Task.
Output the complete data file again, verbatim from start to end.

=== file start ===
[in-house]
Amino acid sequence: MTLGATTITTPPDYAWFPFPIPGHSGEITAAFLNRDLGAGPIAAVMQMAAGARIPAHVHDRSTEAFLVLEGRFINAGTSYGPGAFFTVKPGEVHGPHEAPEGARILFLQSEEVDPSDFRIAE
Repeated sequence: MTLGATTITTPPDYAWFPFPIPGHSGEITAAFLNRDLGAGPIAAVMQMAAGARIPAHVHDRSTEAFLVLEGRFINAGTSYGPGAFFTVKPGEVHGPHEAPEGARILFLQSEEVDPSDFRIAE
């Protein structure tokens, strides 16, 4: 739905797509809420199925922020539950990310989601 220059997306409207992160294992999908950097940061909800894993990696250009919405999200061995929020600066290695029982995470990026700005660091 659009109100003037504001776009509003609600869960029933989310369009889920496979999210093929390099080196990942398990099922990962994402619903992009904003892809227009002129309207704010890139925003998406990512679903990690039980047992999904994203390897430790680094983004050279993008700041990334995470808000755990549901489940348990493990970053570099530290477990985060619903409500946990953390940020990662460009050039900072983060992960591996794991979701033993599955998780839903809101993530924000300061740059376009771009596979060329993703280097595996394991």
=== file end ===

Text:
[in-house]
Amino acid sequence: MTLGATTITTPPDYAWFPFPIPGHSGEITAAFLNRDLGAGPIAAVMQMAAGARIPAHVHDRSTEAFLVLEGRFINAGTSYGPGAFFTVKPGEVHGPHEAPEGARILFLQSEEVDPSDFRIAE
Repeated sequence: MTLGATTITTPPDYAWFPFPIPGHSGEITAAFLNRDLGAGPIAAVMQMAAGARIPAHVHDRSTEAFLVLEGRFINAGTSYGPGAFFTVKPGEVHGPHEAPEGARILFLQSEEVDPSDFRIAE
């Protein structure tokens, strides 16, 4: 739905797509809420199925922020539950990310989601 220059997306409207992160294992999908950097940061909800894993990696250009919405999200061995929020600066290695029982995470990026700005660091 659009109100003037504001776009509003609600869960029933989310369009889920496979999210093929390099080196990942398990099922990962994402619903992009904003892809227009002129309207704010890139925003998406990512679903990690039980047992999904994203390897430790680094983004050279993008700041990334995470808000755990549901489940348990493990970053570099530290477990985060619903409500946990953390940020990662460009050039900072983060992960591996794991979701033993599955998780839903809101993530924000300061740059376009771009596979060329993703280097595996394991």